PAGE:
Astronomers from the University of Cambridge have developed a new, highly accurate method of measuring the distances between stars, which could be used to measure the size of the galaxy, enabling greater understanding of how it evolved.
Using a technique which searches out stellar 'twins', the researchers have been able to measure distances between stars with far greater precision than is possible using typical model-dependent methods. The technique could be a valuable complement to the Gaia satellite - which is creating a three-dimensional map of the sky over five years - and could aid in the understanding of fundamental astrophysical processes at work in the furthest reaches of our galaxy. Details of the new technique are published in the Monthly Notices of the Royal Astronomical Society.
"Determining distances is a key problem in astronomy, because unless we know how far away a star or group of stars is, it is impossible to know the size of the galaxy or understand how it formed and evolved," said Dr Paula Jofre Pfeil of Cambridge's Institute of Astronomy, the paper's lead author. "Every time we make an accurate distance measurement, we take another step on the cosmic distance ladder."
The best way to directly measure a star's distance is by an effect known as parallax, which is the apparent displacement of an object when viewed along two different lines of sight - for example, if you hold out your hand in front of you and look at it with your left eye closed and then with your right eye closed, your hand will appear to move against the background. The same effect can be used to calculate the distance to stars, by measuring the apparent motion of a nearby star compared to more distant background stars. By measuring the angle of inclination between the two observations, astronomers can use the parallax to determine the distance to a particular star.
However, the parallax method can only be applied for stars which are reasonably close to us, since beyond distances of 1600 light years, the angles of inclination are too small to be measured by the Hipparcos satellite, a precursor to Gaia. Consequently, of the 100 billion stars in the Milky Way, we have accurate measurements for just 100,000.
Gaia will be able to measure the angles of inclination with far greater precision than ever before, for stars up to 30,000 light years away. Scientists will soon have precise distance measurements for the one billion stars that Gaia is mapping - but that's still only one percent of the stars in the Milky Way.
For even more distant stars, astronomers will still need to rely on models which look at a star's temperature, surface gravity and chemical composition, and use the information from the resulting spectrum, together with an evolutionary model, to infer its intrinsic brightness and to determine its distance. However, these models can be off by as much as 30 percent. "Using a model also means using a number of simplifying assumptions - like for example assuming stars don't rotate, which of course they do," said Dr Thomas Mädler, one of the study's co-authors. "Therefore stellar distances obtained by such indirect methods should be taken with a pinch of salt."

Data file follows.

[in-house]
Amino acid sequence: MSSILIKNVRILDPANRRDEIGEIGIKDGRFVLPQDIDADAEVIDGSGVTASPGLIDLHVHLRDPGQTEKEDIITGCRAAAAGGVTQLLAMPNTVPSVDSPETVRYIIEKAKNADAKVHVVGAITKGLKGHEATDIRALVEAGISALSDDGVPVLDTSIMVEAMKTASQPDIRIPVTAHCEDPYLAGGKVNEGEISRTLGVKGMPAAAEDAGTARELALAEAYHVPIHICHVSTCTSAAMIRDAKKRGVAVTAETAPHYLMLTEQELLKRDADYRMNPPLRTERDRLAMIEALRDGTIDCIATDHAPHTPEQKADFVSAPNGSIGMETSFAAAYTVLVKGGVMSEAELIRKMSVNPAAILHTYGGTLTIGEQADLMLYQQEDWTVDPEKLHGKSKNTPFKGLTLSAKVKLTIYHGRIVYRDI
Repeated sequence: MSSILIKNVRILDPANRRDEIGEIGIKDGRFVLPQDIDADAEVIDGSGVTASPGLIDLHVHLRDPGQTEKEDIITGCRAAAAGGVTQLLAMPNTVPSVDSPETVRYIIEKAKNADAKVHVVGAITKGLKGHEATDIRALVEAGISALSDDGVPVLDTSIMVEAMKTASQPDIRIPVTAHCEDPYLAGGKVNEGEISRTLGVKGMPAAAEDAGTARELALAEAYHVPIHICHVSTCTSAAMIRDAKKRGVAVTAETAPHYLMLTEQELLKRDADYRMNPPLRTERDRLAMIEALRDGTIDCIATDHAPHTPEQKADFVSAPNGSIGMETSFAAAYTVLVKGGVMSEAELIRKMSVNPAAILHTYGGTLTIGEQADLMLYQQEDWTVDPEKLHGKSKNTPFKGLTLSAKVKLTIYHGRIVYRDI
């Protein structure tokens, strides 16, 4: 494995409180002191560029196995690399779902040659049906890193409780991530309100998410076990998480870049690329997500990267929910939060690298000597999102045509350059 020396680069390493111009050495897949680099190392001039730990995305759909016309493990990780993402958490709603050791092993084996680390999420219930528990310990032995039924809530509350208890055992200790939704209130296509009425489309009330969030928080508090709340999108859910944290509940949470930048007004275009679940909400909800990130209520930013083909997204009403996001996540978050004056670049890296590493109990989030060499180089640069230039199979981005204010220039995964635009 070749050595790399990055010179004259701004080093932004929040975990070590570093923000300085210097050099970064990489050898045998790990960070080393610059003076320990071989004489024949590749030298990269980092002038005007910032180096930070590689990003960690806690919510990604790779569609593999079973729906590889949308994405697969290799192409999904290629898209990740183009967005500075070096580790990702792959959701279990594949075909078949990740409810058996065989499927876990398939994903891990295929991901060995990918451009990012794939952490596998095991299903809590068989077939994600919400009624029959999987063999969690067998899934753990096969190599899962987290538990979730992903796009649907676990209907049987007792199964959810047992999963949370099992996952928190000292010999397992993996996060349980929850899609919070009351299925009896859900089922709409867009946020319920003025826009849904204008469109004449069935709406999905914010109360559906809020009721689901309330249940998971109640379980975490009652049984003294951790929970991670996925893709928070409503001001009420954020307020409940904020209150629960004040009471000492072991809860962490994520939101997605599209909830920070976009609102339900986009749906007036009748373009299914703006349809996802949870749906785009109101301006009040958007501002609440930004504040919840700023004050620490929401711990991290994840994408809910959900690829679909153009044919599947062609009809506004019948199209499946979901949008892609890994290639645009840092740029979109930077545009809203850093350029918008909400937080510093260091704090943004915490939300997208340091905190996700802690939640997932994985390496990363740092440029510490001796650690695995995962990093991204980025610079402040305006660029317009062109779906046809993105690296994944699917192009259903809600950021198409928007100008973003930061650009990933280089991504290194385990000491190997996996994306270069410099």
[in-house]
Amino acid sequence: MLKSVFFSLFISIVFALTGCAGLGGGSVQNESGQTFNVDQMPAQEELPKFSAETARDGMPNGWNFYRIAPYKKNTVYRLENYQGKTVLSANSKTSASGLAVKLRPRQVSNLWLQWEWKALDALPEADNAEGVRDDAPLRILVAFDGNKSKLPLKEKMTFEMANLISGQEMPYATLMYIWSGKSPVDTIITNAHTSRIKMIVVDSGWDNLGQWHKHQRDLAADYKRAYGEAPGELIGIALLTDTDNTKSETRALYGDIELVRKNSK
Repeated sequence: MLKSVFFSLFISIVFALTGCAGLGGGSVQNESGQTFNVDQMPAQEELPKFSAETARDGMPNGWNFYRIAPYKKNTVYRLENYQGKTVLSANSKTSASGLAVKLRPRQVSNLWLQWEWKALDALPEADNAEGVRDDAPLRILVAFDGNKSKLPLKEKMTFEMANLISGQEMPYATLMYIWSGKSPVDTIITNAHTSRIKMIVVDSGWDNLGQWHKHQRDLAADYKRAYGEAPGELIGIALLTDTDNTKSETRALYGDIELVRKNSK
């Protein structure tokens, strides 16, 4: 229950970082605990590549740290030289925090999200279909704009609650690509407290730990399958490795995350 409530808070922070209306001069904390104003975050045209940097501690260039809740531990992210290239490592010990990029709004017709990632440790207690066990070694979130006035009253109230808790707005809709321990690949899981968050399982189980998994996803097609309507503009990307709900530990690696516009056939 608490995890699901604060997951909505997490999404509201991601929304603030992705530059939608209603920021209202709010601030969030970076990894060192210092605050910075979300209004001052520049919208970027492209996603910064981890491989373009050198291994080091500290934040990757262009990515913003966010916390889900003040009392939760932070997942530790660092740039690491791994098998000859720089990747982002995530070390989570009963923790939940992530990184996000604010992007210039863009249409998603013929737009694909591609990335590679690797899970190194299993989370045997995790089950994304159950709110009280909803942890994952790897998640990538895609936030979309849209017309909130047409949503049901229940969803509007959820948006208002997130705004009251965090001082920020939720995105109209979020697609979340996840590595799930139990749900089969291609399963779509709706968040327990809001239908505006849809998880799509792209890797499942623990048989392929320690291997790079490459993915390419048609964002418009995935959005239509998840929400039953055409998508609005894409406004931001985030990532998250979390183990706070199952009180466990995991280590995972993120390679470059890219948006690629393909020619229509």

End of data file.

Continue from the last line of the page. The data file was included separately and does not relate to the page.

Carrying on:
The Cambridge researchers have developed a novel method to determine distances between stars by relying on stellar 'twins': two stars with identical spectra. Using a set of around 600 stars for which high-resolution spectra are available, the researchers found 175 pairs of twins. For each set of twins, a parallax measurement was available for one of the stars.
The researchers found that the difference of the distances of the twin stars is directly related to the difference in their apparent brightness in the sky, meaning that distances can be accurately measured without having to rely on models. Their method showed just an eight percent difference with known parallax measurements, and the accuracy does not decrease when measuring more distant stars.
"It's a remarkably simple idea - so simple that it's hard to believe no one thought of it before," said Jofre Pfeil. "The further away a star is, the fainter it appears in the sky, and so if two stars have identical spectra, we can use the difference in brightness to calculate the distance."
Since a utilised spectrum for a single star contains as many as 280,000 data points, comparing entire spectra for different stars would be both time and data-consuming, so the researchers chose just 400 spectral lines to make their comparisons. These particular lines are those which give the most distinguishing information about the star - similar to comparing photographs of individuals and looking at a single defining characteristic to tell them apart.
The next step for the researchers is to compile a 'catalogue' of stars for which accurate distances are available, and then search for twins among other stellar catalogues for which no distances are available. While only looking at stars which have twins restricts the method somewhat, thanks to the new generation of high-powered telescopes, high-resolution spectra are available for millions of stars. With even more powerful telescopes under development, spectra may soon be available for stars which are beyond even the reach of Gaia, so the researchers say their method is a powerful complement to Gaia.
"This method provides a robust way to extend the crucially-important cosmic distance ladder in a new special way," said Professor Gerry Gilmore, the Principal Investigator for UK involvement in the Gaia mission. "It has the promise to become extremely important as new very large telescopes are under construction, allowing the necessary detailed observations of stars at large distances in galaxies far from our Milky Way, building on our local detailed studies from Gaia."
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Climbing the cosmic ladder with stellar twins, Mon. Not. R. Astron. Soc. 2015.